Regarding the macroeconomic sphere, Kozma highlights that there is “an additional 0.44% growth in a country’s per capita GDP for each additional average year of attained schooling.” The conclusion is clear: Growth is strongly related to the quality of education.
Moreover, today we are facing a new growth model based on knowledge generation rather than on manufacturing. Hence, the countries capable of generating and processing knowledge are better positioned to develop and to become competitive.
Accordingly, the OECD makes a very interesting distinction between developing and emerging countries vs. knowledge-based economies. In the knowledge-based economies employment is characterized by increasing demand for more highly-skilled workers and innovation is a major driver of growth.
Firms are hiring people with different skills such as the ability to solve complex problems, to handle information, to work in teams of people located in different parts of the world and, above all, who have the ability to produce new knowledge.
Thus, Latin America faces the great challenge of providing quality education to its population in order to be better prepared to compete globally. Furthermore, Latin American countries require, to be more competitive, investments and policies aimed to generate innovation oriented environments in elementary and secondary schools.
Education and Information and Communication Technologies
We need to take advantage of new technologies for education purposes. I am also proud to work in a sector that is an education enabler through mobile technologies.
The use of ICTs in education is today a recurring theme in national education policies, notably for their use as a support tool for teachers. They are also a basic means to reach more population, for example in rural and remote areas, where illiteracy is a bigger problem.
However, following what we have said about new education needs for today’s world, ICTs must be seen as tools to create knowledge, not only to transmit it. They can improve the manner in which students interact with teachers and with their surroundings, providing them with access to knowledge created far away while enriching learning.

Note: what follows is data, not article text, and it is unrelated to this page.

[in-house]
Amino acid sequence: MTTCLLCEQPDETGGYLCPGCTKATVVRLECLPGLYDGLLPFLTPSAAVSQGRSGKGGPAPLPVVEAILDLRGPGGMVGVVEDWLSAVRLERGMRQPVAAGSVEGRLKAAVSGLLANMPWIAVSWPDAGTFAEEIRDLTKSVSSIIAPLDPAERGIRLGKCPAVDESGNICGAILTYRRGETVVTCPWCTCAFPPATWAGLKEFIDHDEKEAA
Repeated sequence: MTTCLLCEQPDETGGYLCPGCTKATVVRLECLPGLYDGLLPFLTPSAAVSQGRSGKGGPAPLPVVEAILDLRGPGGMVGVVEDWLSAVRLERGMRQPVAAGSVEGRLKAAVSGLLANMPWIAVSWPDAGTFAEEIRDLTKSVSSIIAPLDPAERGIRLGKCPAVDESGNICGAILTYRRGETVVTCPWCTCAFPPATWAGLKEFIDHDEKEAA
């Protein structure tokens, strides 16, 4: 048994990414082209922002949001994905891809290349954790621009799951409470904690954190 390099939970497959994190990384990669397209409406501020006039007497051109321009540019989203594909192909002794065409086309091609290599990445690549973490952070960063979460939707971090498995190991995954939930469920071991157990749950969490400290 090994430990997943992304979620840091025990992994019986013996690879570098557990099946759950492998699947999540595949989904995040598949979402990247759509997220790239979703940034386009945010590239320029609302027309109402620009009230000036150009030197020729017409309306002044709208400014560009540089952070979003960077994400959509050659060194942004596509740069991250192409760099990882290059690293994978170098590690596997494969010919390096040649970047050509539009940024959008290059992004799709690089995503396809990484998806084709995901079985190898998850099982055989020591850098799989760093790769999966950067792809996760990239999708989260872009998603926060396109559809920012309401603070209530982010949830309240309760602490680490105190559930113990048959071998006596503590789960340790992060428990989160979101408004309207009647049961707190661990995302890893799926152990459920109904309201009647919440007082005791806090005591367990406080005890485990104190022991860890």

The use of ICTs also helps to make the learning process more flexible, as it allows the preparation of personalized education programs, facilitating the inclusion of vulnerable groups, such as children and women living in poverty, and therefore expand universal access to education.
However, access to ICTs varies from country to country as well as within countries, above all in those with low income levels. This creates a digital divide that can be overcome thanks to mobile phones.
Mobile phones are increasingly available for lower income sectors. As we all know, they are becoming the basic means for broadband access.
The OECD says that in developing countries the primary platform for access is the mobile phone, with mobiles increasingly used for e-learning and video instruction.
Another advantage of the use of mobile phones in education is the development of specific applications that can improve the learning experience in a short time and at low cost.
Finally, I would like to emphasize that the use of mobile technologies must go hand in hand with efficient management of spectrum and sound broadband policies.
Broadband needs to be part of governments’ comprehensive development plans and not only a regulatory issue.
Governments need to impel policies that acknowledge broadband as a public good, necessary to reduce poverty, inequality and the digital divide.
In education, knowledge can be a key factor in transforming teaching at all levels, generating the highly-qualified human resources that countries need in order to develop.
Let’s fulfill our social duties with the resources we have as mobile operators!
 Economies which are directly based on the production, distribution and use of knowledge and information.
Steve Shindler is CEO of NII Holdings (Nextel), a provider of differentiated mobile communications services for businesses and high value consumers in Latin America.